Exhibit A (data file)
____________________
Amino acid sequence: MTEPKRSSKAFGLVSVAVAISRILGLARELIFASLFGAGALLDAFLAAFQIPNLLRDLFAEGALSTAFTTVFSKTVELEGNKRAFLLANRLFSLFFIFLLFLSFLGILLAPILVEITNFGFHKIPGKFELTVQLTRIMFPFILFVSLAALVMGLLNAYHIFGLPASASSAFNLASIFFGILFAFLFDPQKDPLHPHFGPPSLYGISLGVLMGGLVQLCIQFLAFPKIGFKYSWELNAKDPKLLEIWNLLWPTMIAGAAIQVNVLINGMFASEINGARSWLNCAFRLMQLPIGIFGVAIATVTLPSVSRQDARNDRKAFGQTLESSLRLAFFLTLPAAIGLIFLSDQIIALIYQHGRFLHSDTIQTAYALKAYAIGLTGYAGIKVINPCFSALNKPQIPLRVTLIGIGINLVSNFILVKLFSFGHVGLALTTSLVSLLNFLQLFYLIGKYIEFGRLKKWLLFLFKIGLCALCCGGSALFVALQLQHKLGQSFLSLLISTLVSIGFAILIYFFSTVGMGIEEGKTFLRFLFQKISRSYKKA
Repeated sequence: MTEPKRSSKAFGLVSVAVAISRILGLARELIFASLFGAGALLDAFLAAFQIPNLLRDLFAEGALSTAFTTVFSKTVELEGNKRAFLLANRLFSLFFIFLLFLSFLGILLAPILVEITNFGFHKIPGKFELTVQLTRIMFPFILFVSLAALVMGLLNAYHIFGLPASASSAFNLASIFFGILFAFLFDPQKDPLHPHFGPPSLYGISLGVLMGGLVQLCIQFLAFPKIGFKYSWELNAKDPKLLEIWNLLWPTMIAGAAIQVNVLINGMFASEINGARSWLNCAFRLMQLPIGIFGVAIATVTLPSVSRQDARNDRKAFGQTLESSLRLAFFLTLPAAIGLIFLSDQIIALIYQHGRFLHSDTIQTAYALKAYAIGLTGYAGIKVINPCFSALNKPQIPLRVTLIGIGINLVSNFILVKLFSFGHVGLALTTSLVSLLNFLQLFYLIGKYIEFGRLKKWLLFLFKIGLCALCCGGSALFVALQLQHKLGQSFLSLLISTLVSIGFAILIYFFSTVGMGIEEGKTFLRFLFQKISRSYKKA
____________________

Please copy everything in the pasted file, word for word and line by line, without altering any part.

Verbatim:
Amino acid sequence: MTEPKRSSKAFGLVSVAVAISRILGLARELIFASLFGAGALLDAFLAAFQIPNLLRDLFAEGALSTAFTTVFSKTVELEGNKRAFLLANRLFSLFFIFLLFLSFLGILLAPILVEITNFGFHKIPGKFELTVQLTRIMFPFILFVSLAALVMGLLNAYHIFGLPASASSAFNLASIFFGILFAFLFDPQKDPLHPHFGPPSLYGISLGVLMGGLVQLCIQFLAFPKIGFKYSWELNAKDPKLLEIWNLLWPTMIAGAAIQVNVLINGMFASEINGARSWLNCAFRLMQLPIGIFGVAIATVTLPSVSRQDARNDRKAFGQTLESSLRLAFFLTLPAAIGLIFLSDQIIALIYQHGRFLHSDTIQTAYALKAYAIGLTGYAGIKVINPCFSALNKPQIPLRVTLIGIGINLVSNFILVKLFSFGHVGLALTTSLVSLLNFLQLFYLIGKYIEFGRLKKWLLFLFKIGLCALCCGGSALFVALQLQHKLGQSFLSLLISTLVSIGFAILIYFFSTVGMGIEEGKTFLRFLFQKISRSYKKA
Repeated sequence: MTEPKRSSKAFGLVSVAVAISRILGLARELIFASLFGAGALLDAFLAAFQIPNLLRDLFAEGALSTAFTTVFSKTVELEGNKRAFLLANRLFSLFFIFLLFLSFLGILLAPILVEITNFGFHKIPGKFELTVQLTRIMFPFILFVSLAALVMGLLNAYHIFGLPASASSAFNLASIFFGILFAFLFDPQKDPLHPHFGPPSLYGISLGVLMGGLVQLCIQFLAFPKIGFKYSWELNAKDPKLLEIWNLLWPTMIAGAAIQVNVLINGMFASEINGARSWLNCAFRLMQLPIGIFGVAIATVTLPSVSRQDARNDRKAFGQTLESSLRLAFFLTLPAAIGLIFLSDQIIALIYQHGRFLHSDTIQTAYALKAYAIGLTGYAGIKVINPCFSALNKPQIPLRVTLIGIGINLVSNFILVKLFSFGHVGLALTTSLVSLLNFLQLFYLIGKYIEFGRLKKWLLFLFKIGLCALCCGGSALFVALQLQHKLGQSFLSLLISTLVSIGFAILIYFFSTVGMGIEEGKTFLRFLFQKISRSYKKA